“The Matrix” (1999): Sound mixers used DAWs program Pro Tools to create the film’s highly technical, disquieting soundtrack. Conflicting themes wind through “The Matrix”—fate versus free will, computers versus humans, and good versus evil—and the incongruous audio only enhances that sense of friction. “The sound mix, including all its constituent elements (sound design, score, song-use), is the primary tool ‘The Matrix’ uses to discombobulate the audience,” says sound mixer Nathan Towns (“Arbor Demon,” “Goodland”). Composer Don Davis’ score relies on “polytonality” and “ever-evolving neo-minimalist textures” to keep the audience engaged, Towns adds. “The sound design, with its heavy emphasis on electronically generated low-frequency sounds and constant playing with the recontextualization of certain sounds (for example, the alarm clock that is, at first, interpreted as a part of the song ‘Plasticity’ by Plastikman, that is playing diegetically at the club when Neo first meets Trinity, is elucidated by the cut to Neo waking up the next morning), further acts to turn this world our characters inhabit into a kaleidoscopic, cyberpunk rabbit hole that they strive to escape.”

“Ray” (2004): Jamie Foxx’s performance in the Ray Charles biopic earned him an Academy Award. The vocals, however, were recorded by Charles himself. Sound mixers had the added challenge of seamlessly merging Foxx’s movements and Charles’ singing during musical performances. More intensely emotional scenes in the film (particularly involving drug addiction) were meticulously designed to make audiences listen. For example, the sound of heavy breathing and clinking glasses intertwined with a foreboding musical score creates a delicate balance between music and drama.

“Braveheart” (1995): Supervising sound editor Lon Bender won an Academy Award for the film’s sound effects, which included whizzing arrows, clanging swords, and thousands of stomping feet. Bender sought to recreate audio effects from the 13th century and blended those with James Horner’s score. “From enchanting echoes of bagpipes to the wild war cries of a fierce army, ‘Braveheart’ beautifully grasps the peaceful landscape of the Scottish Highlands and simultaneously the violent, oppressive regime the characters experience that paves the way to the intense fight for freedom,” explains sound mixer Kostas Exarcheas (“My People,” “Odod Iridos”). “In this case, audio goes from being a background element to being one of your main characters. ‘Braveheart’ stays in the viewers’ ears long after they watch it. It’s one of the most powerful soundscapes ever designed by a sound team.”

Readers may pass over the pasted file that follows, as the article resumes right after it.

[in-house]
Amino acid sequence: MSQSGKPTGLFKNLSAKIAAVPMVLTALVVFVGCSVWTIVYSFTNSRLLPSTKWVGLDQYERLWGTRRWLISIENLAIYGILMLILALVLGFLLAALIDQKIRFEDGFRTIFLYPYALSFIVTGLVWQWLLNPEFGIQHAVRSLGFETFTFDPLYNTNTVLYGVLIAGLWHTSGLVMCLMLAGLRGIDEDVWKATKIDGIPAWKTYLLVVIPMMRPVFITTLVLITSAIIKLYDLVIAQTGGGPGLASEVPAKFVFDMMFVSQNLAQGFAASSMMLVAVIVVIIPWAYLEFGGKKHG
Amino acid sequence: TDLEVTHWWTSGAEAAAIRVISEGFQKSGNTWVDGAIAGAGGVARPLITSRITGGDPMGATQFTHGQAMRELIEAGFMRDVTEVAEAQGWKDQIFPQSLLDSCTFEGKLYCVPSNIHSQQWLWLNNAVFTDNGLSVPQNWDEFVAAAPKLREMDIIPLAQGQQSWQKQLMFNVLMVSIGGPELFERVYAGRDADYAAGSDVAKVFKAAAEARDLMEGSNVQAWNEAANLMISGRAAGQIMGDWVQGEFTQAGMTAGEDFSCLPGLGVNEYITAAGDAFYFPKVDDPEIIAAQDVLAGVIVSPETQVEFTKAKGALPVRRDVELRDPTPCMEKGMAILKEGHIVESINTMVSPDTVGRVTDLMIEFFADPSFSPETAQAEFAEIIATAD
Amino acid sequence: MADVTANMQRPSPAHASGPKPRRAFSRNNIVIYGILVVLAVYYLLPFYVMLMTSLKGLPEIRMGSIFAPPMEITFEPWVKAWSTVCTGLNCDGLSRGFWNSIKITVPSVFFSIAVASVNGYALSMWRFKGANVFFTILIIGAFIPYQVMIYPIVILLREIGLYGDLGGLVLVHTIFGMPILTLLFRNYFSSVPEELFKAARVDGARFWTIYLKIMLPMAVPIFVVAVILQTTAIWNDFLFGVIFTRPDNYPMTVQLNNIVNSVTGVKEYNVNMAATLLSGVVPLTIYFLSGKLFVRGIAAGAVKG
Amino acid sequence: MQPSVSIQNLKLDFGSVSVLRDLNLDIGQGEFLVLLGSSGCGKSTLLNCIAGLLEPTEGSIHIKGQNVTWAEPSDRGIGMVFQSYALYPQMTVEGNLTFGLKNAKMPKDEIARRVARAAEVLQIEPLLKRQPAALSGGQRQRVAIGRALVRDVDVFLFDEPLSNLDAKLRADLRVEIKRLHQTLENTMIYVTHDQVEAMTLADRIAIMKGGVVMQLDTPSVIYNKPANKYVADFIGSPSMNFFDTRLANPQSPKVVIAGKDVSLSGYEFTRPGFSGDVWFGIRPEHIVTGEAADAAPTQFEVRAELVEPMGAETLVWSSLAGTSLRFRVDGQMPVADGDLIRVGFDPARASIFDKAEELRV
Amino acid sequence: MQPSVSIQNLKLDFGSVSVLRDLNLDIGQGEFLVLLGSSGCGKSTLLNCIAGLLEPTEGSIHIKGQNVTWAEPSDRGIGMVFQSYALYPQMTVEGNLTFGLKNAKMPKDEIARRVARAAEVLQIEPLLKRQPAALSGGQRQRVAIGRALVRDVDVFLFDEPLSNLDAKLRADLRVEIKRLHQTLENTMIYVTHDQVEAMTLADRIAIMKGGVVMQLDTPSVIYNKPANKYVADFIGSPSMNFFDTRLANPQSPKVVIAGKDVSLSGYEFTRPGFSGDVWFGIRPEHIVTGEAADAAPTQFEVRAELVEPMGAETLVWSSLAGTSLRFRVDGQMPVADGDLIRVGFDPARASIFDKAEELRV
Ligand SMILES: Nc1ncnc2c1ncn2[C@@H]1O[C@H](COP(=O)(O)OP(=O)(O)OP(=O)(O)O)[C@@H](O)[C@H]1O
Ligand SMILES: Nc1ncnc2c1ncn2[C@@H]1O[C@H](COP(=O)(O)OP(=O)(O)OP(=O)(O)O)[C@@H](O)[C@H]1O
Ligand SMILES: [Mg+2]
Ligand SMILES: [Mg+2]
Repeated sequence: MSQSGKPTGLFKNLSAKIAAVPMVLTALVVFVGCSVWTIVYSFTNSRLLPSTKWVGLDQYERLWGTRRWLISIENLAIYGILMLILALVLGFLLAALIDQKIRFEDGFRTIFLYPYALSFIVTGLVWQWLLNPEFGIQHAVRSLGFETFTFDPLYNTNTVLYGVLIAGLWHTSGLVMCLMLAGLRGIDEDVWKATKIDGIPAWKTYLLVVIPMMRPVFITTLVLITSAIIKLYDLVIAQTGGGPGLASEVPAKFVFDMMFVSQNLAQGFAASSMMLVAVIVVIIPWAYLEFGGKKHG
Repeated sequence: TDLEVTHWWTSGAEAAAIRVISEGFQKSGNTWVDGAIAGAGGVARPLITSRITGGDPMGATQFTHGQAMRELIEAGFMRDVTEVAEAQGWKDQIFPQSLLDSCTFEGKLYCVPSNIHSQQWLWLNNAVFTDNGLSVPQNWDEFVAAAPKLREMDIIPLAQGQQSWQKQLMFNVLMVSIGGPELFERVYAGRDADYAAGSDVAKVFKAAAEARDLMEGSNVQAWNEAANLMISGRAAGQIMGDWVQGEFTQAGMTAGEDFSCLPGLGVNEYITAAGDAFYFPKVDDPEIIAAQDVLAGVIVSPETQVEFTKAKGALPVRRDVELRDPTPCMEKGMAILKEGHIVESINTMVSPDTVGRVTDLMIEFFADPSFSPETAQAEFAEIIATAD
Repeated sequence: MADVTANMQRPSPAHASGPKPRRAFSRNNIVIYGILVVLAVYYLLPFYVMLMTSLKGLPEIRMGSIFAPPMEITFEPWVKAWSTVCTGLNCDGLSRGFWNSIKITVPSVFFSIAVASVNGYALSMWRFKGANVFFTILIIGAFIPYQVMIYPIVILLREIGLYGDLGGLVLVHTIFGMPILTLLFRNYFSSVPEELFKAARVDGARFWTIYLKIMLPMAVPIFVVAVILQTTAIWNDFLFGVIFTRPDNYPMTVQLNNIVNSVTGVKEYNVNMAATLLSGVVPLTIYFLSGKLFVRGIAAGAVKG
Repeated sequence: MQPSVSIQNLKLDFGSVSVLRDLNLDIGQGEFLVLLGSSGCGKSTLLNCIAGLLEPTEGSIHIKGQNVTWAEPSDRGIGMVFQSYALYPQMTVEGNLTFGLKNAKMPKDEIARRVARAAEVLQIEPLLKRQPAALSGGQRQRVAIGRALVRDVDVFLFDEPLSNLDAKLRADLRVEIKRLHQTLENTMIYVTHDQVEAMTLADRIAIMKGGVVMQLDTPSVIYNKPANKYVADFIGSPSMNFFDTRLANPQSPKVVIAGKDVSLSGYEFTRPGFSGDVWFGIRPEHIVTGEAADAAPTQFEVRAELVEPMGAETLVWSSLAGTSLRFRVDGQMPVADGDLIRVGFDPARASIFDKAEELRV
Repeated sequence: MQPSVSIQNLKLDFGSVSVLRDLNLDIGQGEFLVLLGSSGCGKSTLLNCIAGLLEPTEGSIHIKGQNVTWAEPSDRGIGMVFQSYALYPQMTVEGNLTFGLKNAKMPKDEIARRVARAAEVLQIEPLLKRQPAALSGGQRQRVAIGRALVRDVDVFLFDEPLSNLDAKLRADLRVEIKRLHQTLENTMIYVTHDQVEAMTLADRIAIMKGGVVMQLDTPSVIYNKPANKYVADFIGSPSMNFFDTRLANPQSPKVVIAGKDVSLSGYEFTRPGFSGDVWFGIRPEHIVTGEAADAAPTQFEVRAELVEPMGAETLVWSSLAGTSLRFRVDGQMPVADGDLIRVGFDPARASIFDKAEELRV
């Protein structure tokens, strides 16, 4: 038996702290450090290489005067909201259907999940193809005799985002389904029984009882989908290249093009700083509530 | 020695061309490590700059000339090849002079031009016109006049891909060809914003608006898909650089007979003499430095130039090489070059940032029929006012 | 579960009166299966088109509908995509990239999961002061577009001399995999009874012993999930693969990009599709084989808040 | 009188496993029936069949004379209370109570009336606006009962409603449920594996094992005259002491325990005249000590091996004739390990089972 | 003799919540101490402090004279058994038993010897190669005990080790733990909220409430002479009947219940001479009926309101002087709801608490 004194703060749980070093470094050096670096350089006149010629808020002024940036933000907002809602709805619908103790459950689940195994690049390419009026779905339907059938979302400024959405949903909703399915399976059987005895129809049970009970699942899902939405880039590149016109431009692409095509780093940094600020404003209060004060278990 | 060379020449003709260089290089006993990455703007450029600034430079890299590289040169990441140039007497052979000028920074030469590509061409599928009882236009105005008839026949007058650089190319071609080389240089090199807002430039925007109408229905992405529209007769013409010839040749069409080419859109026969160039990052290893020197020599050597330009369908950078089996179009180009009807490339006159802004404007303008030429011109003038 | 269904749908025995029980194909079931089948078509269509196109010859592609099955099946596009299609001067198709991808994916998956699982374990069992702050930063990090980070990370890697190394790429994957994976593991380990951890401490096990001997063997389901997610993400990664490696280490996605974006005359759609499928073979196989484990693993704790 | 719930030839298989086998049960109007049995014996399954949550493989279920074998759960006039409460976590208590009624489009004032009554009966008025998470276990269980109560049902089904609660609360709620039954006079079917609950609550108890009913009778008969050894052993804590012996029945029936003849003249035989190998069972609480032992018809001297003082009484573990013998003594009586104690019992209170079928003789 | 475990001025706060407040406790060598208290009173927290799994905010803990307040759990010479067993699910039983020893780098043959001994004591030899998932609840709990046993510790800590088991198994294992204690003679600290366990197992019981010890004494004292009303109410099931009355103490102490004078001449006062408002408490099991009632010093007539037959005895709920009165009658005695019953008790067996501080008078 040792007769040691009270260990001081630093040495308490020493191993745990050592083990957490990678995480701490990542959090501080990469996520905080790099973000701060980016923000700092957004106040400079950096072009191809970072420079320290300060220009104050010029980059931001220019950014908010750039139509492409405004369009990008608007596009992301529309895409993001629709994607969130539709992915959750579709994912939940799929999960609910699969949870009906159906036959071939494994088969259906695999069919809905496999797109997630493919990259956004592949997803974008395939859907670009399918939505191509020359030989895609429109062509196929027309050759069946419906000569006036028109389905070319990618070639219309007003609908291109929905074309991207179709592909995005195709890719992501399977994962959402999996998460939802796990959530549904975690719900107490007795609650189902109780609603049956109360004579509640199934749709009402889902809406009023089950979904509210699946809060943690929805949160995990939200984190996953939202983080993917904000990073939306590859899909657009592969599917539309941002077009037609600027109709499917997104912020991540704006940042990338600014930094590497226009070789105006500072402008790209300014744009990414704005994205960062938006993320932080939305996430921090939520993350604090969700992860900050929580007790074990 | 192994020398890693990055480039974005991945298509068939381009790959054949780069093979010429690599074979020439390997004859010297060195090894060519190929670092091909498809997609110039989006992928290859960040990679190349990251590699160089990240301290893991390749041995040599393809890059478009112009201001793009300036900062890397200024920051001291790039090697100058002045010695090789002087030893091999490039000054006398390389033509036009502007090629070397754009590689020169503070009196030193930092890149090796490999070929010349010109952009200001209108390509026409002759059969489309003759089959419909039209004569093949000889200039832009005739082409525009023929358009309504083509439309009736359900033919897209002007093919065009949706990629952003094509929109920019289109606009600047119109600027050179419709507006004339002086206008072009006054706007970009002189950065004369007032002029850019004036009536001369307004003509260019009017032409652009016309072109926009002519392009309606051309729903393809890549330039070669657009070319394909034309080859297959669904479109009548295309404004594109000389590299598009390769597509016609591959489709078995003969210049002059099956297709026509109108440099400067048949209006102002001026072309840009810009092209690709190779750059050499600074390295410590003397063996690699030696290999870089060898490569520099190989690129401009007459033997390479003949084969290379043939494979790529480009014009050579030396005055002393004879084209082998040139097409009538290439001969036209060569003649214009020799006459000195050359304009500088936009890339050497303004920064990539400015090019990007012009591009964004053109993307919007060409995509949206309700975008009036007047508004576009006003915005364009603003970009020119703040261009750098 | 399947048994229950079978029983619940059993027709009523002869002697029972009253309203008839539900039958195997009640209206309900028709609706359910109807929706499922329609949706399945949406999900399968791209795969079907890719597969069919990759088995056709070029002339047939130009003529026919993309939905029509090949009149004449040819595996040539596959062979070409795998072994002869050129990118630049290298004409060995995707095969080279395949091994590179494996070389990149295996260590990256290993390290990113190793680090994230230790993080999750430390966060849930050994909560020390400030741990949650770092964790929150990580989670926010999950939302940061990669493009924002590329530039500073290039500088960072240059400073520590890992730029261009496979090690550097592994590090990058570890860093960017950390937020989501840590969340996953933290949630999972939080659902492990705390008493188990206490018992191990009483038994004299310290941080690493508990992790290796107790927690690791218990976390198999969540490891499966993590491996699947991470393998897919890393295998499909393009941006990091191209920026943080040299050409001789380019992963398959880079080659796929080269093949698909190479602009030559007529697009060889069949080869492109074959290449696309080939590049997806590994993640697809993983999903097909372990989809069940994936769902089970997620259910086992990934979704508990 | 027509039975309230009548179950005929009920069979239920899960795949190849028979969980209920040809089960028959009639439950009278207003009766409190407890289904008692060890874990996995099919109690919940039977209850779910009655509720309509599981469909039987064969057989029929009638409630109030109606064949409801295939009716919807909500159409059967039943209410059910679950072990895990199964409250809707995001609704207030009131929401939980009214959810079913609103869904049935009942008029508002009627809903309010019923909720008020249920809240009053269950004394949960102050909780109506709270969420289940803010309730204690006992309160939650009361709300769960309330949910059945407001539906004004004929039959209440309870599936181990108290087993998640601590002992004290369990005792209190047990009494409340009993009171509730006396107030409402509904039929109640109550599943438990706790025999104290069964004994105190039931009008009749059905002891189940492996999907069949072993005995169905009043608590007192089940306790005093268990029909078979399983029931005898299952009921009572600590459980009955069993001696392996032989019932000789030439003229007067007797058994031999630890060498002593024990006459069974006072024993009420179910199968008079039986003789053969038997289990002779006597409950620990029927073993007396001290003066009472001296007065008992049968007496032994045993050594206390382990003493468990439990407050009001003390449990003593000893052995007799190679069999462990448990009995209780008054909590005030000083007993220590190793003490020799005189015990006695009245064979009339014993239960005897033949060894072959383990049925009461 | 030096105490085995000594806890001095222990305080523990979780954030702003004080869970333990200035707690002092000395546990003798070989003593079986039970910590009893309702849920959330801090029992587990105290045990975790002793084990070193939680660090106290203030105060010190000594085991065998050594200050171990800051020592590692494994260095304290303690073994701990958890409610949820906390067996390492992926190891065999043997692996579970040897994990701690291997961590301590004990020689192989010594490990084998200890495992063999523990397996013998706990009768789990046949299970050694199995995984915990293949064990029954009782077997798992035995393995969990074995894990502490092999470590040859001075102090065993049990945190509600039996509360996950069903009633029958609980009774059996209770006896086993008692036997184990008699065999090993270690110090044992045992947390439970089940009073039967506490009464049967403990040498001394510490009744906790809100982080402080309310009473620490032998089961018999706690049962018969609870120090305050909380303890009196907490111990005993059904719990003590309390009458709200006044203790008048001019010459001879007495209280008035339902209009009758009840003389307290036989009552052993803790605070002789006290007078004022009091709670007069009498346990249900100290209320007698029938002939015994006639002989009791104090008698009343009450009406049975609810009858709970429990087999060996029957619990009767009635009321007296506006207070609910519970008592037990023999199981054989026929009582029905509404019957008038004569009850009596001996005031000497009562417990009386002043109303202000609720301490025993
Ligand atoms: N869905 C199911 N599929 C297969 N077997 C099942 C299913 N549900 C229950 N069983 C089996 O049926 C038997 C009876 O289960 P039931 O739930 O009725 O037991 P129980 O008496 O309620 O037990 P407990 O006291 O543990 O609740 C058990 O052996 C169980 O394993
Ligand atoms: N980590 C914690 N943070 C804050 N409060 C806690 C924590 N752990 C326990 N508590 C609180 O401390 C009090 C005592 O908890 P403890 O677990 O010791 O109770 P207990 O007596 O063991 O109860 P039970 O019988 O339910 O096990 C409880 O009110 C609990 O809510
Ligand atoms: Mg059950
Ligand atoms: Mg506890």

“Fiddler on the Roof” (1971): This classic film excels in its ability to relay emotion through songs such as “If I Were a Rich Man” and “Miracle of Miracles.” The musical emphasizes the importance of sound mixing in film, since the soundtrack is especially significant to the overall style. It’s “a phenomenal example of iconic sound mixing for its time; a rich, highly detailed sound environment and swelling soundtrack set the stage for an incredible story,” says Rezan. “It grasps every lilt of the violin, shot largely on silent soundstages, focusing heavily on music to tell the powerful story.”

“The Dark Knight” (2008): Screeching tires, explosions, and a score by Hans Zimmer and James Newton Howard fill the auditory space of this film. The instrumental motif provides a sharp contrast to loud and explosive action sounds; and when the Joker appears, an eerie hum slices into the soundtrack. “ ‘The Dark Knight’ proves that you don’t always need words, but a wholesome environment of the movie that is tense, thrilling, and full of wonderment,” Exarcheas says. “Batman has bat-like hearing, and most of the film takes place at night, so sound effects are crucial and complex elements in the filmmaking process. It’s filled with real and surreal sounds and puts the viewer in a bizarre dreamscape where its characters exist. The film is elevated by its brilliant sound, hence Ed Novick’s Oscar nomination. They built a film that you hear more than you see. They create a world beyond what we can see with our eyes.”